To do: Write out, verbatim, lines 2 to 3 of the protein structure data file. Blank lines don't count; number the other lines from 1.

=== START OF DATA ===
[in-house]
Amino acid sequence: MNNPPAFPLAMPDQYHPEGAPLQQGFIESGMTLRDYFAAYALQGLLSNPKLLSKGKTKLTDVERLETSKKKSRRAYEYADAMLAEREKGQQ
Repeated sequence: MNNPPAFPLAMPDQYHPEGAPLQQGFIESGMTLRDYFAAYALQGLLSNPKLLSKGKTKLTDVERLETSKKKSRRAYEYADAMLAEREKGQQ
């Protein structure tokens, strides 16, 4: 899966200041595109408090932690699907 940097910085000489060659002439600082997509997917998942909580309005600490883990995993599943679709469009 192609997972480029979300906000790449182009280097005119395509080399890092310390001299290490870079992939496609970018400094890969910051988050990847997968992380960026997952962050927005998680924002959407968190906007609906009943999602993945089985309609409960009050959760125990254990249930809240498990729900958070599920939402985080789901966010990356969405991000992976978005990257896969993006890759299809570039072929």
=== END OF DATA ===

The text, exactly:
Amino acid sequence: MNNPPAFPLAMPDQYHPEGAPLQQGFIESGMTLRDYFAAYALQGLLSNPKLLSKGKTKLTDVERLETSKKKSRRAYEYADAMLAEREKGQQ
Repeated sequence: MNNPPAFPLAMPDQYHPEGAPLQQGFIESGMTLRDYFAAYALQGLLSNPKLLSKGKTKLTDVERLETSKKKSRRAYEYADAMLAEREKGQQ